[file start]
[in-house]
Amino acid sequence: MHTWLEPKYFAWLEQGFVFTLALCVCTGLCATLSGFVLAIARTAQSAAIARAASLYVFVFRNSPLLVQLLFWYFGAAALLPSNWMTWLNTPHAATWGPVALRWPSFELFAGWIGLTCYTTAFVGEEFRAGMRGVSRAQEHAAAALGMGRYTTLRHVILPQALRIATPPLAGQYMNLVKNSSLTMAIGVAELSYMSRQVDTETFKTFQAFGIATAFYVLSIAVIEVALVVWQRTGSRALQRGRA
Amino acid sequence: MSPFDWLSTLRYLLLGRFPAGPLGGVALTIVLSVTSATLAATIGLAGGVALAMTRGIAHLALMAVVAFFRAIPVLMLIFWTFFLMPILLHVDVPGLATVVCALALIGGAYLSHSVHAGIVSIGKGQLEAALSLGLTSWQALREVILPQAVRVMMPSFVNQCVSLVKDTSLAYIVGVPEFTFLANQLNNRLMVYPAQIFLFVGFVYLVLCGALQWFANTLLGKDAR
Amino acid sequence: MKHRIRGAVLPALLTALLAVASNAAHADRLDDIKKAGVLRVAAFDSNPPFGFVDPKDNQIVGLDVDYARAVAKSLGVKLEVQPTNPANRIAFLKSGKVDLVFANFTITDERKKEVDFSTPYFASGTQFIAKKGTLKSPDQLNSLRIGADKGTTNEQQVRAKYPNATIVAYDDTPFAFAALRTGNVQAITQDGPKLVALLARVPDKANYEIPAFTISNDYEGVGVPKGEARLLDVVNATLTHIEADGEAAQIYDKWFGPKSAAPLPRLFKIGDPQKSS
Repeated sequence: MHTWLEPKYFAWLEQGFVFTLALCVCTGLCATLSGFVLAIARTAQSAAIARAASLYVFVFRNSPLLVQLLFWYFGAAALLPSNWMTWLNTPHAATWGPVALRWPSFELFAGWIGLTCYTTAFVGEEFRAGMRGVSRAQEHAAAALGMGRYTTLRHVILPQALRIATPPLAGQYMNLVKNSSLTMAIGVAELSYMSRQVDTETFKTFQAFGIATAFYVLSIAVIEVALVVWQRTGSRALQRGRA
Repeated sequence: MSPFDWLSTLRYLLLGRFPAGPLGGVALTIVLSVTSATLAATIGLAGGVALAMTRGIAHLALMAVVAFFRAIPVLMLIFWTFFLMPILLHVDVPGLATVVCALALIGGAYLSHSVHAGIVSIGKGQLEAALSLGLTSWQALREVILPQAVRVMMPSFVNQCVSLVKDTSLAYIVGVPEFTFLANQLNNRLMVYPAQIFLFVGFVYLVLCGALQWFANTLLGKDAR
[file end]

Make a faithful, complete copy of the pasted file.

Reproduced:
[in-house]
Amino acid sequence: MHTWLEPKYFAWLEQGFVFTLALCVCTGLCATLSGFVLAIARTAQSAAIARAASLYVFVFRNSPLLVQLLFWYFGAAALLPSNWMTWLNTPHAATWGPVALRWPSFELFAGWIGLTCYTTAFVGEEFRAGMRGVSRAQEHAAAALGMGRYTTLRHVILPQALRIATPPLAGQYMNLVKNSSLTMAIGVAELSYMSRQVDTETFKTFQAFGIATAFYVLSIAVIEVALVVWQRTGSRALQRGRA
Amino acid sequence: MSPFDWLSTLRYLLLGRFPAGPLGGVALTIVLSVTSATLAATIGLAGGVALAMTRGIAHLALMAVVAFFRAIPVLMLIFWTFFLMPILLHVDVPGLATVVCALALIGGAYLSHSVHAGIVSIGKGQLEAALSLGLTSWQALREVILPQAVRVMMPSFVNQCVSLVKDTSLAYIVGVPEFTFLANQLNNRLMVYPAQIFLFVGFVYLVLCGALQWFANTLLGKDAR
Amino acid sequence: MKHRIRGAVLPALLTALLAVASNAAHADRLDDIKKAGVLRVAAFDSNPPFGFVDPKDNQIVGLDVDYARAVAKSLGVKLEVQPTNPANRIAFLKSGKVDLVFANFTITDERKKEVDFSTPYFASGTQFIAKKGTLKSPDQLNSLRIGADKGTTNEQQVRAKYPNATIVAYDDTPFAFAALRTGNVQAITQDGPKLVALLARVPDKANYEIPAFTISNDYEGVGVPKGEARLLDVVNATLTHIEADGEAAQIYDKWFGPKSAAPLPRLFKIGDPQKSS
Repeated sequence: MHTWLEPKYFAWLEQGFVFTLALCVCTGLCATLSGFVLAIARTAQSAAIARAASLYVFVFRNSPLLVQLLFWYFGAAALLPSNWMTWLNTPHAATWGPVALRWPSFELFAGWIGLTCYTTAFVGEEFRAGMRGVSRAQEHAAAALGMGRYTTLRHVILPQALRIATPPLAGQYMNLVKNSSLTMAIGVAELSYMSRQVDTETFKTFQAFGIATAFYVLSIAVIEVALVVWQRTGSRALQRGRA
Repeated sequence: MSPFDWLSTLRYLLLGRFPAGPLGGVALTIVLSVTSATLAATIGLAGGVALAMTRGIAHLALMAVVAFFRAIPVLMLIFWTFFLMPILLHVDVPGLATVVCALALIGGAYLSHSVHAGIVSIGKGQLEAALSLGLTSWQALREVILPQAVRVMMPSFVNQCVSLVKDTSLAYIVGVPEFTFLANQLNNRLMVYPAQIFLFVGFVYLVLCGALQWFANTLLGKDAR